Bancells makes it to Hall of Fame; Retired athletic trainer for Orioles receives recognition

Emma Cornman, Reporter

 Richie Bancells, retired head athletic trainer for the Baltimore  Orioles from 1984-2017 and recently added member of PBATS Hall of Fame on Dec. 9, 2022, is a person who is recognized for his countless contributions and accomplishments, benefitting the Orioles for decades. 

     At the very beginning, Bancells first got his job position “when [he] was going to graduate school, it was suggested to [him] as a resume builder that [he] work with a minor league team. So, [he] was lucky enough to get a job in the minor leagues with the Orioles, and it started in 1978 in Bluefield, West Virginia. [He] was there for two years, and [he] was lucky enough to get called up and spent the rest of [his] career with the Orioles in Baltimore.” 

     When first beginning his career in the big leagues, Bancells noted that “It was kind of both a feeling of accomplishment, but that was very short lived, because it was one thing to get there and it’s another thing to stay there for a whole career. So, [he] was excited and all, but [he] also realized [he] had a lot of anxiety and apprehension because [he] had to do a good job in order to stay there.” 

     Bancells wished to better the team; the main goal in mind “was to get better everyday to improve the department and improve ourselves. He said, “There’s three things that you can do everyday, whether you’re an athletic trainer or as a person to improve yourself. And the three areas you should try to improve yourself are intellectually everyday – that’s like reading something academically that improves your mind – improve yourself physically, keep yourself healthy and fit, and probably the most important to improve yourself spiritually every day.”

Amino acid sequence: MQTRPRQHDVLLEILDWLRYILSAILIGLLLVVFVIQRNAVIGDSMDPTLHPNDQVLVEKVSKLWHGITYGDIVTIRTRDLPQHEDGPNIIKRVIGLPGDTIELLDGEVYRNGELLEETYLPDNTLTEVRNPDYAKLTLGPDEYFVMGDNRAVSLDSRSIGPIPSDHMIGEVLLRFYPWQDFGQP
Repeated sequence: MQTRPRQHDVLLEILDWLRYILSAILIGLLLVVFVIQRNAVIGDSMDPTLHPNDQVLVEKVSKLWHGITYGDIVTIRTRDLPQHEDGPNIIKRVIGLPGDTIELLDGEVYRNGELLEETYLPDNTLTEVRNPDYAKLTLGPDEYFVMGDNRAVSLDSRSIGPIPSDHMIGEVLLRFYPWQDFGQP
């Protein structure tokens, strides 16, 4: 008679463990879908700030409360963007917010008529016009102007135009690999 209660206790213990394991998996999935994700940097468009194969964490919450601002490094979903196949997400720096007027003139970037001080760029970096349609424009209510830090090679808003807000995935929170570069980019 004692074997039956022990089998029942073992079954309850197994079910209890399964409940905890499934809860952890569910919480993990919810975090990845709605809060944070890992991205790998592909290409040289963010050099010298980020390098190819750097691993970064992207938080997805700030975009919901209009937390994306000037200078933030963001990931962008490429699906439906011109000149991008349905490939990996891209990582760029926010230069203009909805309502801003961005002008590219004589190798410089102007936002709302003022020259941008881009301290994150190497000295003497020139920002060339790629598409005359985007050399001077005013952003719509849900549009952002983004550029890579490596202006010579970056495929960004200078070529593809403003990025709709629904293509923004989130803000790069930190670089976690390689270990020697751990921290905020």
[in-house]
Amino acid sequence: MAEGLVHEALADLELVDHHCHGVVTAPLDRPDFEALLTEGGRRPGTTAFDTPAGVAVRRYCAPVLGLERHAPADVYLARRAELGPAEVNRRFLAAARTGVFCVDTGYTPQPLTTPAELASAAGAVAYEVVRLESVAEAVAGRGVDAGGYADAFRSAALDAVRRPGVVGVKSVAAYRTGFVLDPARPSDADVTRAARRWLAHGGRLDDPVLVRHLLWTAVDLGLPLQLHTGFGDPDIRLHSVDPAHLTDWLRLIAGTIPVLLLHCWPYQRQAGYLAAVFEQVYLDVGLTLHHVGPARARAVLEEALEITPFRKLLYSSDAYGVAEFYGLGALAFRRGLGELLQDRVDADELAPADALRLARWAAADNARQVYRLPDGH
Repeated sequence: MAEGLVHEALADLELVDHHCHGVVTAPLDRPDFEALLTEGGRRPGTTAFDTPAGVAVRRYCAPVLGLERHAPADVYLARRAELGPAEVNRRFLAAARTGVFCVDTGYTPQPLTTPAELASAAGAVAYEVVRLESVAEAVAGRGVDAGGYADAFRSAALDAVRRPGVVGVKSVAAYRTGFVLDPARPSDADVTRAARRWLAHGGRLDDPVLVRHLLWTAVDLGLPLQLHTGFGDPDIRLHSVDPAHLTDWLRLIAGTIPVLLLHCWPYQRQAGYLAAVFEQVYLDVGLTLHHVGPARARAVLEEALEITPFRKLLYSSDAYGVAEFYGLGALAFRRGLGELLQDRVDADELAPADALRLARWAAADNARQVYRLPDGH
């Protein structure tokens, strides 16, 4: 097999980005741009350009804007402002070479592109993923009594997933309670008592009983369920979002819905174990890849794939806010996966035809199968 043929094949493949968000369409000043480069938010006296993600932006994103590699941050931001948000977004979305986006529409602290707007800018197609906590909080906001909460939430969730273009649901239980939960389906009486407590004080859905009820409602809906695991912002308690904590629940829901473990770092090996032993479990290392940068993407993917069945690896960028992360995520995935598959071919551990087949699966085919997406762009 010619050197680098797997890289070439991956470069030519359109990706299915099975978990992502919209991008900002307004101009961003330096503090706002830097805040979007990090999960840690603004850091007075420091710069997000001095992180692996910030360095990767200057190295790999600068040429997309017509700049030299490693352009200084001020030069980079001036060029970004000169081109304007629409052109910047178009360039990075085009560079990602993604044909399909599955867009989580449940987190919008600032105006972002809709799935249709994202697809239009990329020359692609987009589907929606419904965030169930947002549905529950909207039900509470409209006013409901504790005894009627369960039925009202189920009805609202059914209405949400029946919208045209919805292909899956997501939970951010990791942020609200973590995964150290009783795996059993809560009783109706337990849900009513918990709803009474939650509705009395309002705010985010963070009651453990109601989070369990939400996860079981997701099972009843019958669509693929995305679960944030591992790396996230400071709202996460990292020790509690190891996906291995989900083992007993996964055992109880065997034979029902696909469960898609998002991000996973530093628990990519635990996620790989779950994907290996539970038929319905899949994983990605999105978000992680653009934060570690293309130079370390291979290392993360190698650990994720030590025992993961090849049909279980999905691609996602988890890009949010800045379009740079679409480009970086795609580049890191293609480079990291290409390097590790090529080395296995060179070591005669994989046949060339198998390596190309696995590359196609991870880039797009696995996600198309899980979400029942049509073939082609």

Three words that Bancells noted that can summarize his experience as the Orioles head athletic trainer is “excitement, just because [he] was excited to come to work every day; Happiness, because [he] was fortunate enough to do something [he] loves; and dedication – [he] wanted to dedicate [himself] to the job to do the best job [he] could everyday, not worry about the clock, not worry about how long [he] was there or anything, and [he doesn’t] think you worry about it, the length of time you’re there when you’re doing something you love.” 

     What Bancells has learned most from this particular job is mainly “about people, probably more than anything. [He’s] learned how to develop relationships and how to deal with people. A wise athletic trainer once told [him], there’s something special about putting a band-aid on a person. And that’s kind of a metaphor in a sense, because that person feels like they have a friend for life, and they’re indebted to you, and [he] thinks[s] learning how to make relationships with people is probably the thing [he] learned more than anything else.” 

     The places he has traveled because of his job gave Bancells the opportunity to have been all around the world. He worked in “winter ball places like Puerto Rico and Venezuela, [he’s] been to the Dominican Republic, [he’s] been to Japan a couple times, [he’s] been so many places all over the country all the cities in the major leagues; Canada, [he’s] been fortunate to travel a lot of places, England.” He notes that “it’s just been a blessing to be able to see all those places and fortunately work at the same time over there.” 

     Bancells mentions that in an experience sense, “probably the most rememberable thing to [him], actually came from not on the baseball field, but away from it in a sense. [He] worked so many years with Cal Ripken, and [their] timing was such that [Ripken’s] first day was [Bancells’] first day in the minor leagues, and [they] spent [their] whole careers together. And when [Ripken] was inducted into the baseball hall of fame, [he] attendant and [he] was one of seven people that [Ripken] mentioned in his acceptance speech to say thanks to. And it was a very overwhelming and emotional honor, that [Ripken] would mention [Bancells] in his speech, and that’s certainly a memory [he] will always have with [him].”